We cannot determine with certainty the duration and completion costs of the current or future clinical trials of our product candidates or if, when or to what extent we will generate revenues from the commercialization and sale of any of our product candidates. We or our collaboration partners may never succeed in achieving marketing approval for any of our product candidates. The duration, costs and timing of clinical trials and development of our product candidates will depend on a variety of factors, including the uncertainties of future clinical and preclinical studies, uncertainties in clinical trial enrollment rates and significant and changing government regulation and whether our current or future collaborators are committed to, and make progress in, programs licensed to them. In addition, the probability of success for each product candidate will depend on numerous factors, including competition, manufacturing capability and commercial viability. Consequently, we are unable to provide a meaningful estimate of the period in which material cash inflows will be received. We will determine which programs to pursue and how much to fund each program in response to the scientific and clinical success of each product candidate, as well as an assessment of each product candidate's commercial potential.

Our strategy includes entering into additional collaborations with third parties for the development and commercialization of some of our product candidates. To the extent that such third parties have control over preclinical development or clinical trials for some of our product candidates, we will be dependent upon their efforts for the progress of such product candidates. We cannot forecast with any degree of certainty which of our product candidates, if any, will be subject to future collaborations or how such arrangements would affect our development plans or capital requirements.

General and Administrative Expenses

General and administrative expenses consist primarily of salaries and related costs for our personnel, including stock-based compensation and travel expenses, in executive, finance, business development and other administrative functions. Other general and administrative expenses include facility-related costs not otherwise included in research and development expenses, consulting costs associated with financial services, professional fees for legal services, including patent-related services, and auditing and tax services. We expect that general and administrative expenses will increase in the future as we expand our operating activities, hire additional staff and incur additional costs associated with operating as a public company.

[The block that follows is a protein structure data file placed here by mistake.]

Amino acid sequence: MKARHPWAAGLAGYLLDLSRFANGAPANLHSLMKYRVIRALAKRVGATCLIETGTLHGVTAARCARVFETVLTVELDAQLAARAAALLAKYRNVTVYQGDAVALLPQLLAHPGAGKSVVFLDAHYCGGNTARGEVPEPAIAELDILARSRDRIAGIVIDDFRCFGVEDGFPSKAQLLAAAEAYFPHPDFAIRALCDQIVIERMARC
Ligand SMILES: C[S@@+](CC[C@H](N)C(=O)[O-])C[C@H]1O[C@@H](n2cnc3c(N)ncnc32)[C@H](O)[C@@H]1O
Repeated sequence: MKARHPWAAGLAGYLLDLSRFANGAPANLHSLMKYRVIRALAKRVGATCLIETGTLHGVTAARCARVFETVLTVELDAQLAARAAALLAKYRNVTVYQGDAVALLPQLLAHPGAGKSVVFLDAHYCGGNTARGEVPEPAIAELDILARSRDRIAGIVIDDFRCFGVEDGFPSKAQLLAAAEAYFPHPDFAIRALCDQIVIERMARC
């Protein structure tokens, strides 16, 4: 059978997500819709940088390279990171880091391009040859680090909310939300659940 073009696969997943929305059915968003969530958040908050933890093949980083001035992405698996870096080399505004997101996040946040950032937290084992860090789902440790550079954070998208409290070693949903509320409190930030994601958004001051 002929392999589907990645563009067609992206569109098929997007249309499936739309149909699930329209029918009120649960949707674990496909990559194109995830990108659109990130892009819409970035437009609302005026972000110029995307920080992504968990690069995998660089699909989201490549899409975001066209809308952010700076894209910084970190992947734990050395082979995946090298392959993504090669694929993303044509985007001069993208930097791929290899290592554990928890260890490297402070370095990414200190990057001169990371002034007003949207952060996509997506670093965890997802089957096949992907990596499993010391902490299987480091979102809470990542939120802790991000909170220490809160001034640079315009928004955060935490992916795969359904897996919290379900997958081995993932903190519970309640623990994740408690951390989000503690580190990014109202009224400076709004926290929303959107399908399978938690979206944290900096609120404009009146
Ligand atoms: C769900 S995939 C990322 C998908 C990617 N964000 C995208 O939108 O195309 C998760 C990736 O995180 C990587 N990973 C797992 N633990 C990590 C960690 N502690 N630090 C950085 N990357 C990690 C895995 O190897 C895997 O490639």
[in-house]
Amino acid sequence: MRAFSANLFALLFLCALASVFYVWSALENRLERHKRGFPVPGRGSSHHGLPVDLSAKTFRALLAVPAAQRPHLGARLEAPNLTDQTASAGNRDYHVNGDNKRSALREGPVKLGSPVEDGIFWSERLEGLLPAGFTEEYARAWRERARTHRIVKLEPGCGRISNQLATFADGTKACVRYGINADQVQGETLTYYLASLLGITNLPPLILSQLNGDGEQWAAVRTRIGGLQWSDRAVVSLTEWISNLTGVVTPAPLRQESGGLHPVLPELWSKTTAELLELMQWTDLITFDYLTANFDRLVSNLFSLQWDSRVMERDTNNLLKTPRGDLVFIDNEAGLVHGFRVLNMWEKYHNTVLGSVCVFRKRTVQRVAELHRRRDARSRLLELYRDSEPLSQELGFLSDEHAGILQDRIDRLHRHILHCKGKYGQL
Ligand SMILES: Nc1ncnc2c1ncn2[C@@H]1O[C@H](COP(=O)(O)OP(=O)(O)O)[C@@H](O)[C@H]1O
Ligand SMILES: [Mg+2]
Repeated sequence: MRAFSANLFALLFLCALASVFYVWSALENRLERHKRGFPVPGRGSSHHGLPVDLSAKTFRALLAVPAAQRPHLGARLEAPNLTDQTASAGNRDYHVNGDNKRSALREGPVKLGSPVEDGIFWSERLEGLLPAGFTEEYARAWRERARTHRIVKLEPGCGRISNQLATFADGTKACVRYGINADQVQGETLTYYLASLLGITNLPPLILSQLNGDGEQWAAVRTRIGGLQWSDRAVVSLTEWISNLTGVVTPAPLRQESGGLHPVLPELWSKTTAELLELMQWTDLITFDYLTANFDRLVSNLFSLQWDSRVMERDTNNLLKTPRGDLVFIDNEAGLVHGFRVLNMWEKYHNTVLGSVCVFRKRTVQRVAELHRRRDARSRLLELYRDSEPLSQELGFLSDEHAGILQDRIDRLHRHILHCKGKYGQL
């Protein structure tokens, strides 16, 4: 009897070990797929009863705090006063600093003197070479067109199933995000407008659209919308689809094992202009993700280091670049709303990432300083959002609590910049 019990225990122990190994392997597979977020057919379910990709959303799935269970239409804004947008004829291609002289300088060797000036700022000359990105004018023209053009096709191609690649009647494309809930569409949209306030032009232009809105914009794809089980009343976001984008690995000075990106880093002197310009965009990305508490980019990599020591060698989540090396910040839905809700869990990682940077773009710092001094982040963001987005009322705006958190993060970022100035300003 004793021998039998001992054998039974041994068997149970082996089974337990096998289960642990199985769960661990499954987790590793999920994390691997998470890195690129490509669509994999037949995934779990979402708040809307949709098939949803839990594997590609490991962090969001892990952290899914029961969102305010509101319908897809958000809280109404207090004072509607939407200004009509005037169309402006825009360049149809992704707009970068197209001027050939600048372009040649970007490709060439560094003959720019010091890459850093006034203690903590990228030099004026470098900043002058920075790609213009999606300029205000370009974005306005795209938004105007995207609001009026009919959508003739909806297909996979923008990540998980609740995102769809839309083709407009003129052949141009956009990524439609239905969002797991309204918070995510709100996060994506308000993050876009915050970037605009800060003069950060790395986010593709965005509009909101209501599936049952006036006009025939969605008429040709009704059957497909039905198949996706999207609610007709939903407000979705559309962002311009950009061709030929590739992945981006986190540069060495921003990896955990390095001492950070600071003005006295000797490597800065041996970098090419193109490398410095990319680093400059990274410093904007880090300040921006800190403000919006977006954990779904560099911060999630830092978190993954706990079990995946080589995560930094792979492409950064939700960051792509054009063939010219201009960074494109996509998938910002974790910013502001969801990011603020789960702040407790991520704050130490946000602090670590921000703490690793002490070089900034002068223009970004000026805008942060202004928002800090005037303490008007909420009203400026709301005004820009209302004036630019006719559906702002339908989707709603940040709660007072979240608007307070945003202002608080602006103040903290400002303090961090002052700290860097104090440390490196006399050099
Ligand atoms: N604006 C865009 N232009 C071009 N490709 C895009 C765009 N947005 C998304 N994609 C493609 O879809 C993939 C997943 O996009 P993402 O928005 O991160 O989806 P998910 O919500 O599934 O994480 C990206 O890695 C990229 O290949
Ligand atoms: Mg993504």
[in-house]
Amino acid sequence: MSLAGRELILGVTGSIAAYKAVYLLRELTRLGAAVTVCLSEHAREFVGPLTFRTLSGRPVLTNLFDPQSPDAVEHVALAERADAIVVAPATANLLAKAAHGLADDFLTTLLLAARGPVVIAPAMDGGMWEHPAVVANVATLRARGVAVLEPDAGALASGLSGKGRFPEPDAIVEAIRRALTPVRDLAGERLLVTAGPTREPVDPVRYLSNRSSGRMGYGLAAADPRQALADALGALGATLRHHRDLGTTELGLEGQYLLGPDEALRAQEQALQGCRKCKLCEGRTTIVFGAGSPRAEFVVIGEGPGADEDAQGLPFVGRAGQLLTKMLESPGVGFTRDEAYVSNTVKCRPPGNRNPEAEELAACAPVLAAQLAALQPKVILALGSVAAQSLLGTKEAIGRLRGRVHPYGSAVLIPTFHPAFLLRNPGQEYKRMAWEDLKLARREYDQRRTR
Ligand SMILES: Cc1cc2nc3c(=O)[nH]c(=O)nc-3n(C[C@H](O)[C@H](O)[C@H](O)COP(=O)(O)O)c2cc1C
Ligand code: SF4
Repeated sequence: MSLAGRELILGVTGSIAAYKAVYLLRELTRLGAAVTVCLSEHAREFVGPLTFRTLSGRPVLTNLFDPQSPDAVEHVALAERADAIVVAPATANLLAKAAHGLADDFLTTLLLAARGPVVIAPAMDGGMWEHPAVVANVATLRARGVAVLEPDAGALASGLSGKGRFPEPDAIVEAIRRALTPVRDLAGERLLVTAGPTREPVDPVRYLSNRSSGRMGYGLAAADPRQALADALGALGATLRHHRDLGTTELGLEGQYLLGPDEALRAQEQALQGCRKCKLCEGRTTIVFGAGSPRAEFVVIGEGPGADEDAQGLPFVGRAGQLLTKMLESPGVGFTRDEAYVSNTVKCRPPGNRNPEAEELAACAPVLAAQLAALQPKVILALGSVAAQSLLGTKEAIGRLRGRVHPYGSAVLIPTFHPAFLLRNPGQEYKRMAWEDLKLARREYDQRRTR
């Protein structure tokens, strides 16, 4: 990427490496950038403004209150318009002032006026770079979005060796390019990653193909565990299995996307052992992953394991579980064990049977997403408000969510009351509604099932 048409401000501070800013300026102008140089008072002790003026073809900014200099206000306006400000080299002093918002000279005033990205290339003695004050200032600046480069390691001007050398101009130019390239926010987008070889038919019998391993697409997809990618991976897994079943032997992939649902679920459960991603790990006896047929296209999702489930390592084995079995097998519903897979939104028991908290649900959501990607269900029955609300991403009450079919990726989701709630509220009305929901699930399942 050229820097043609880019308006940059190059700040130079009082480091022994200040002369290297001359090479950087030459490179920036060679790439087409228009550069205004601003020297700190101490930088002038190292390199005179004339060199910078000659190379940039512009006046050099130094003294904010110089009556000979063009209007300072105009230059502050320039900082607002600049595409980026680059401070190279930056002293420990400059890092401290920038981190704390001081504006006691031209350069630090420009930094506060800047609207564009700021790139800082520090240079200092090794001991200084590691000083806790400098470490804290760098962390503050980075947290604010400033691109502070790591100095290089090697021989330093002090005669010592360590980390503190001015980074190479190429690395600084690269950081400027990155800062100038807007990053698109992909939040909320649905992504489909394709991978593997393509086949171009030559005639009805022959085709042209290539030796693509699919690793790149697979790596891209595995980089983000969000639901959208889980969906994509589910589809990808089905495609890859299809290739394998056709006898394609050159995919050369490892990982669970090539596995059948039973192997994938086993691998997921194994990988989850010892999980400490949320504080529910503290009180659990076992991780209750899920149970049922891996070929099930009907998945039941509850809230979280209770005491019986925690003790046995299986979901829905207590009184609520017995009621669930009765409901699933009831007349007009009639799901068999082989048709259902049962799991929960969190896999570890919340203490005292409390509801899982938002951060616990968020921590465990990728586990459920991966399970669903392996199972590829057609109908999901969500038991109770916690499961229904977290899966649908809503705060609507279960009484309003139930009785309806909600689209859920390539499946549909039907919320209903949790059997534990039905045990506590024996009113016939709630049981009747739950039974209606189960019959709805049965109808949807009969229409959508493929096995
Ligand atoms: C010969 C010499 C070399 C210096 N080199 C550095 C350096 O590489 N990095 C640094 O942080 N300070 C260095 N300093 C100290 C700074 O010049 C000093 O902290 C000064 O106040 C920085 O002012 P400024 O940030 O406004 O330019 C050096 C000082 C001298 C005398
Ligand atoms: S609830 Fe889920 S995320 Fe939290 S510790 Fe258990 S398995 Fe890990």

Critical Accounting Policies and Significant Judgments and Estimates

Our management's discussion and analysis of our financial condition and results of operations is based on our financial statements, which have been prepared in accordance with accounting principles generally accepted in the United States. The preparation of these financial statements requires us to make estimates and judgments that affect the reported amounts of assets and liabilities and the disclosure of contingent assets and liabilities at the date of the financial statements, as well as the reported revenues and expenses during the reporting periods. On an ongoing basis, we evaluate our estimates and judgments related to revenue recognition, preclinical study and clinical trial accruals, deferred advance payments and stock-based compensation. We base our estimates on historical experience and on various other factors that we believe to be reasonable under the circumstances and

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review our estimates on an ongoing basis. Actual results may differ from these estimates under different assumptions or conditions.

While our significant accounting policies are described in more detail in Note 2 of our financial statements included in this Annual Report on Form 10-K, we believe the following accounting policies to be critical to the judgments and estimates used in the preparation of our financial statements.

Revenue Recognition

Our contract revenues are generated primarily through research and development collaboration agreements, which typically may include non-refundable, non-creditable upfront fees, funding for research and development efforts, payments for achievement of specified development, regulatory and sales goals and royalties on product sales of licensed products.

We recognize revenue when persuasive evidence of an arrangement exists; transfer of technology has been completed, services are performed or products have been delivered; the fee is fixed or determinable; and collection is reasonably assured.

For arrangements with multiple deliverables, we evaluate each deliverable to determine whether it qualifies as a separate unit of accounting. This determination is generally based on whether the deliverable has stand-alone . . .